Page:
The Market Today

A Day of Better-Than-Expected U.S. Data, but Trade Will Remain the Focus


by Craig Dismuke, Dudley Carter

TODAY’S CALENDAR

Building Permits and Housing Starts Both Beat Expectations: April’s month-over-month change for housing starts was weaker than expected, but a positive revision to the initial estimate for March resulted in a stronger-than-expected absolute level of activity. Housing starts rose 5.7%, short of the 6.2% gain expected, but the 0.3% decline previously estimated for March was revised up to a 1.7% gain. As a result, starts totaled 1,235k units, better than the 1,209k expected and a three-month high. Single family starts rose a strong 6.2% as three of four regions gained, while activity in the South slowed by a disappointing 5.6%. One step earlier in the building process, permits were up a better than expected 0.6% and March activity was revised better, from -1.7% to -0.2%. The overall level of 1,296k for new permits was slightly stronger than the 1,289k expected. The details were mixed showing the monthly gain driven entirely by a boost from the multi-family sector; single family permits fell 4.2%. Single-family permits have slowed now for five-months in a row. Lower rates have had a positive effect on the housing data but weakness in single-family permits shows there is still room for further recovery.


Philadelphia Fed Business Outlook Improves: A day after the Empire Manufacturing index topped expectations, a similar survey from the Philadelphia Fed was better than expected. The Philadelphia Fed’s Business Outlook Survey jumped 8.1 points last month to 16.6, a four-month high but still below stronger levels from the two previous years. New orders slowed but shipments picked up while the number of employees grew but the average workweek shortened.


Initial Jobless Claims Fall Back More Than Expected: Initial Jobless Claims fell more than expected last week, with total new claims dropping 16k to 212k. Still, the four-week average rose almost 5k to 225k as the most recent reading replaced a near 50-year low of 193k from five weeks ago. Continuing claims also fell more than expected, and the macro signal from the claims data continues to be of a strong labor market.


Three Morning Fedspeakers: There are three Fedspeakers on the schedule throughout the remainder of the morning. Fed Governor Quarles will go back to capitol hill at 9 a.m. CT for a second day of congressional testimony covering the Fed’s supervisory role. At 11:05 a.m. CT, President Kashkari from Minneapolis will discuss his outlook for monetary policy and the economy. Overlapping his remarks, at 11:15 a.m. CT Fed Governor Brainard will offer her take on what she expects from the economy and how it could impact policy over the near-term.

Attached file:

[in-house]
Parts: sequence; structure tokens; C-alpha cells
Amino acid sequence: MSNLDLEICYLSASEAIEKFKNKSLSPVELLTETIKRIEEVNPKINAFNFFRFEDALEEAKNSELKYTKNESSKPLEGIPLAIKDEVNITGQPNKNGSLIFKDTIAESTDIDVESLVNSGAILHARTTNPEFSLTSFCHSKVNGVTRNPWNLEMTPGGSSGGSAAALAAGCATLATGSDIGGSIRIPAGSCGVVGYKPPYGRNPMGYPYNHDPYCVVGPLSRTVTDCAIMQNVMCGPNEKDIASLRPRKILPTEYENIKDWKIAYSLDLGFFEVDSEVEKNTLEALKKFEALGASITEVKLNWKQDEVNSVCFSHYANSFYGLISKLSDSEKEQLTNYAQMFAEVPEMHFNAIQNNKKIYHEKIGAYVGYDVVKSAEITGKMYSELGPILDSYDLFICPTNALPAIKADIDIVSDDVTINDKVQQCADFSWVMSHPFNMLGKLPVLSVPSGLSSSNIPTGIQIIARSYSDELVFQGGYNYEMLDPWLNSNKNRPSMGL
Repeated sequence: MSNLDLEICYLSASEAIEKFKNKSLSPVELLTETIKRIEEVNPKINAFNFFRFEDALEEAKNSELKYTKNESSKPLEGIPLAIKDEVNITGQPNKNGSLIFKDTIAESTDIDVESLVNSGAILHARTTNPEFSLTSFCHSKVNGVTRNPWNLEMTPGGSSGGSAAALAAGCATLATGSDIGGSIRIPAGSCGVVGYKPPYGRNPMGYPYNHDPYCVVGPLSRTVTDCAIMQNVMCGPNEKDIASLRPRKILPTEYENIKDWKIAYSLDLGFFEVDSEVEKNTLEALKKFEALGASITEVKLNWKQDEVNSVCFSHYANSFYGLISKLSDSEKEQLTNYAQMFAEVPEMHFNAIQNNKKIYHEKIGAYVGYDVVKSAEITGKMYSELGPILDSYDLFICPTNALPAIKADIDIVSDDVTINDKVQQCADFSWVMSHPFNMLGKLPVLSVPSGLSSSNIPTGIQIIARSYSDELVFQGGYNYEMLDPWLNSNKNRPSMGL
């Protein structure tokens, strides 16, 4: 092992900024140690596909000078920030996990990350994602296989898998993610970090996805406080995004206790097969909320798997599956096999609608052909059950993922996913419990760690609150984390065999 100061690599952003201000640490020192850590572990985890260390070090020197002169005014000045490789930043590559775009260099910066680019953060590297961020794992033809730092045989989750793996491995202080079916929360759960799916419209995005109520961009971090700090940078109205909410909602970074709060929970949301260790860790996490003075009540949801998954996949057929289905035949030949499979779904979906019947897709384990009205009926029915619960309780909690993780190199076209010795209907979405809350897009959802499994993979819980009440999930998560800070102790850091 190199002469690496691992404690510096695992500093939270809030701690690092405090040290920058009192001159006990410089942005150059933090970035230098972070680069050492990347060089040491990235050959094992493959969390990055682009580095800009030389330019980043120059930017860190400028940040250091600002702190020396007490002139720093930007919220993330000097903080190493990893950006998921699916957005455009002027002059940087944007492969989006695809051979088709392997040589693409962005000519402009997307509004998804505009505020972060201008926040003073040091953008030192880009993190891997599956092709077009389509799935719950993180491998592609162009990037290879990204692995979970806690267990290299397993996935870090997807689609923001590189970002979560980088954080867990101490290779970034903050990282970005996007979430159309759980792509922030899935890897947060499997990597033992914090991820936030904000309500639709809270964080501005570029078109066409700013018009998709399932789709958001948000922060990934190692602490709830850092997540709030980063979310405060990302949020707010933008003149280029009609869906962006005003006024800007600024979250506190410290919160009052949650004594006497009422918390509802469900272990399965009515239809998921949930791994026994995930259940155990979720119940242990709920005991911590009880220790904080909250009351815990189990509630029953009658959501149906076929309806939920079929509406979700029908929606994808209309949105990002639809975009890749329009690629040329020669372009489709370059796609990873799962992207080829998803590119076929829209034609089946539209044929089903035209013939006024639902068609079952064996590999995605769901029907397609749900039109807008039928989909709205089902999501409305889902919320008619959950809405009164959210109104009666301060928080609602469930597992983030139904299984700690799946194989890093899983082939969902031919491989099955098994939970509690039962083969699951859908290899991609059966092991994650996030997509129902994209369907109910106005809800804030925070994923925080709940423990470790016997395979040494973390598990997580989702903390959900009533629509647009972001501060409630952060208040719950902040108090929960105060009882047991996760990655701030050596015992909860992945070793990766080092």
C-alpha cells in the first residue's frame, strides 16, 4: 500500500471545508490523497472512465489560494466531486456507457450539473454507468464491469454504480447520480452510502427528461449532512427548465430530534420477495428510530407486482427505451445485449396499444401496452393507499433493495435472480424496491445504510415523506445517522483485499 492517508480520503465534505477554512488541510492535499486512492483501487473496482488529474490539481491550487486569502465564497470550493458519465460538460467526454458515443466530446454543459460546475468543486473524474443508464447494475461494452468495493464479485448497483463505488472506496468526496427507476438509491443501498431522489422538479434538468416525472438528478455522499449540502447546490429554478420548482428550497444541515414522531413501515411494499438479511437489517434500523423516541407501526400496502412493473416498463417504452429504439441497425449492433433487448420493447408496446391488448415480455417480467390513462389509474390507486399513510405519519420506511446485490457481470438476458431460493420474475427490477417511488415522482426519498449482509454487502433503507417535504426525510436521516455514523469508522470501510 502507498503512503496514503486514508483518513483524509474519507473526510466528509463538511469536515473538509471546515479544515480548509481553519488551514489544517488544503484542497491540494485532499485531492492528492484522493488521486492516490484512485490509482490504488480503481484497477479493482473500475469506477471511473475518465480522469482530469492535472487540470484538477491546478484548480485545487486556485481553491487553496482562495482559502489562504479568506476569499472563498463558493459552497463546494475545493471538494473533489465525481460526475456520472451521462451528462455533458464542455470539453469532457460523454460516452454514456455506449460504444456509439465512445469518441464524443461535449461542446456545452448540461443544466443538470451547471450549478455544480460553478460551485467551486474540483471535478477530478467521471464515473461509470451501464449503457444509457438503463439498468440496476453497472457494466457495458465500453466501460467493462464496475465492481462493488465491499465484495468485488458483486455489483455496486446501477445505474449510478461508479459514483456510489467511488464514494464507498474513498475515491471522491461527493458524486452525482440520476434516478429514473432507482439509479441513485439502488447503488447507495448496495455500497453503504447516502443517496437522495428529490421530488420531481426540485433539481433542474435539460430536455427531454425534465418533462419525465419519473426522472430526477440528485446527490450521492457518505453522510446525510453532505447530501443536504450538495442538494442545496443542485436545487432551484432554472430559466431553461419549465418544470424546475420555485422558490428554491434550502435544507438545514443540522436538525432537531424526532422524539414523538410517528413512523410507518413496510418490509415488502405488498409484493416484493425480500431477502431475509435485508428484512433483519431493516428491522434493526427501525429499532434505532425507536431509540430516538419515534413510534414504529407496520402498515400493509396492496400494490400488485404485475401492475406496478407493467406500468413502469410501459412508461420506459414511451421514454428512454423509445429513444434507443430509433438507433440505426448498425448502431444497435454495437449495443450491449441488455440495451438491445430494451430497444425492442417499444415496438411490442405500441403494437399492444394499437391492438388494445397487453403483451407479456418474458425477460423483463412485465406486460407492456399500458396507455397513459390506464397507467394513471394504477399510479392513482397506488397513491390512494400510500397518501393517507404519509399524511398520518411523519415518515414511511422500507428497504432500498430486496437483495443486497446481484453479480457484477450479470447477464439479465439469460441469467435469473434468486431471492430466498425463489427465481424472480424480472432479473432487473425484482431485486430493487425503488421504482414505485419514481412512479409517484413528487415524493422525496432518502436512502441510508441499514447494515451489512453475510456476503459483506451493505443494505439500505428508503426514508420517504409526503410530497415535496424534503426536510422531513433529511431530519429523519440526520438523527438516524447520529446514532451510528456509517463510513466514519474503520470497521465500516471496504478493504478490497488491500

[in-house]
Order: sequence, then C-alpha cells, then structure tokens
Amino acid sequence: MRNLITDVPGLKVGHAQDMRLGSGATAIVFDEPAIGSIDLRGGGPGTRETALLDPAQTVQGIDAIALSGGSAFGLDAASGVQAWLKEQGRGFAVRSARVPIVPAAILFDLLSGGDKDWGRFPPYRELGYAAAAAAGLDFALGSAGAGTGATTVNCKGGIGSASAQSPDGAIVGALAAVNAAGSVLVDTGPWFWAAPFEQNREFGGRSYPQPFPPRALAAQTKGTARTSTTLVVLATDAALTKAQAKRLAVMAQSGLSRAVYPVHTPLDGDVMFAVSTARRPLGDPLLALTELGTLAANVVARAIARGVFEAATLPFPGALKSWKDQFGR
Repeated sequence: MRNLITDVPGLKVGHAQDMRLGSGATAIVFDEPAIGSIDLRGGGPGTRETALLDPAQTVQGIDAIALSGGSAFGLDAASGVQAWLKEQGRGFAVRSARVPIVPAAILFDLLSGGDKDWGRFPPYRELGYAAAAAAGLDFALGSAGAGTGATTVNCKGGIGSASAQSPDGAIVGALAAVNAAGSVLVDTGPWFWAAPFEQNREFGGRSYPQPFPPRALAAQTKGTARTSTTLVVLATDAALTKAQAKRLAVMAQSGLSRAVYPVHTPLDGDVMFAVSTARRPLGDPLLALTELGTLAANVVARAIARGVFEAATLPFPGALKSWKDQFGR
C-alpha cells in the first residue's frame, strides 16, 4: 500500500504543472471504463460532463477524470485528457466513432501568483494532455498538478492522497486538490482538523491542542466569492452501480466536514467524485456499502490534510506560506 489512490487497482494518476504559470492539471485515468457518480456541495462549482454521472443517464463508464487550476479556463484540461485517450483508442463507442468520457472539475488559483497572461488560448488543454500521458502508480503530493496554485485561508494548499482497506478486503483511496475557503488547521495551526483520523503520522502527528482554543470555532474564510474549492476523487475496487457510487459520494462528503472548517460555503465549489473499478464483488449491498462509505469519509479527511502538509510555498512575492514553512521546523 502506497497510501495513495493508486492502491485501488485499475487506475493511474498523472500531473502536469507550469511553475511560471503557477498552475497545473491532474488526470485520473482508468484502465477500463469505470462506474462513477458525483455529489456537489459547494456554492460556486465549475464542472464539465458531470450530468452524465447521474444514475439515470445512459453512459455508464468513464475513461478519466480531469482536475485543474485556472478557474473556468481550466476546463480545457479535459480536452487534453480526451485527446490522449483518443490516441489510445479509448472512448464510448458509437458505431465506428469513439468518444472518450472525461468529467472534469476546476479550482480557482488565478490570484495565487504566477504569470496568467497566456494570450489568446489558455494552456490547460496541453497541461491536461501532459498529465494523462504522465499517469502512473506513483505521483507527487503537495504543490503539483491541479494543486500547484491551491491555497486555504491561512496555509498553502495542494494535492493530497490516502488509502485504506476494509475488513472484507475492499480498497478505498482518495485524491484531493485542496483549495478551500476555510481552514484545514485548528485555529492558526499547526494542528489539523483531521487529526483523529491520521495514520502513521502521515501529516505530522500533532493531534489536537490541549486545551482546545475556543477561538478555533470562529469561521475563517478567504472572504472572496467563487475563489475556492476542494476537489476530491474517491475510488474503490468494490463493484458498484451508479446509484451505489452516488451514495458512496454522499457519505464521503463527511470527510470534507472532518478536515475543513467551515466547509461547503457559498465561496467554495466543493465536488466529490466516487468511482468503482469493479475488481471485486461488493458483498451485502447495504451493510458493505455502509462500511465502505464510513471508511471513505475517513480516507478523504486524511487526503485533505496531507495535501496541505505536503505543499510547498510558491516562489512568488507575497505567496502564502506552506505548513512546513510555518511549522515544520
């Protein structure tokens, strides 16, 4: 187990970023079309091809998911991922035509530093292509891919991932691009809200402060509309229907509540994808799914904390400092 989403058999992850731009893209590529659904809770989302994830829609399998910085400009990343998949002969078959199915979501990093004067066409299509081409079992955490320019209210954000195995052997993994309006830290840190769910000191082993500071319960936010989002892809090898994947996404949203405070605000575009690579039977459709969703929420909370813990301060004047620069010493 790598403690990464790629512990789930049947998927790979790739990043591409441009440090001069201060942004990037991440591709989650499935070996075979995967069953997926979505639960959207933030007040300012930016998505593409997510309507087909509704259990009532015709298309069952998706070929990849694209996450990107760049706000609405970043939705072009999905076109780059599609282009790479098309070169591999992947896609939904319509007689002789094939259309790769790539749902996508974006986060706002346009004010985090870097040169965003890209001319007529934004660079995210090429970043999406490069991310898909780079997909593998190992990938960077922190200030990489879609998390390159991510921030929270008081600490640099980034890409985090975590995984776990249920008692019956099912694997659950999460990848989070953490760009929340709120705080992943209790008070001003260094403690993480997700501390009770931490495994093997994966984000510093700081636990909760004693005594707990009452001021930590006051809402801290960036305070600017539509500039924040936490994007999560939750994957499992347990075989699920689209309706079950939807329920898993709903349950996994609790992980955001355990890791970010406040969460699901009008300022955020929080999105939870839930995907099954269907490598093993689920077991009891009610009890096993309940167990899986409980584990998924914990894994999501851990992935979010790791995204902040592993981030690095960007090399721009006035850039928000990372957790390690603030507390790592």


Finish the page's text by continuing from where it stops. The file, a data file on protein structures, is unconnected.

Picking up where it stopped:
TRADING ACTIVITY

Yesterday – Investor Sentiment Turns Up Reports of Auto Tariff Delay, USMCA Progress: Stocks opened lower Wednesday amid a global risk-off trade that had pushed Treasury yields to their lowest levels in more than a year. Weaker-than-expected industrial and retail reports from China and the U.S. showed the incessant trade tensions are taking a toll on both economies. Noise around Italy’s fiscal situation and mentions of a no-deal Brexit from a top U.K. official added to the dour mood. The S&P 500 dipped 0.7% out of the gate and bottomed about the time the 10-year yield touched 2.359%, the third lowest level since 2017. However, stocks reversed higher and into positive territory around 9:15 a.m. CT and Treasury yields trimmed their declines on a headline that President Trump was planning to delay a decision on auto tariffs past the current May 18 deadline. European stock markets rallied sharply on the headline, moving out of negative territory and closing at their highest levels of the day. Less than an hour later, Treasury Secretary Mnuchin said the U.S. was close to reaching an understanding with Canada and Mexico to remove tariffs on steel and aluminum as part of finding a path forward for the updated NAFTA deal. Canada’s Foreign Affairs Minister was in Washington Wednesday and said trade talks with the USTR had been productive. While China tensions remain elevated and the day’s economic data disappointed, the positive trade developments elsewhere served as a pressure relief valve of sorts. The S&P 500 ended the day 0.6% higher while the Treasury curve shifted down between 3.7 bps and 4.1 bps between the 2- and 10-year notes, with the entire span closing the day below the effective Fed Funds rate.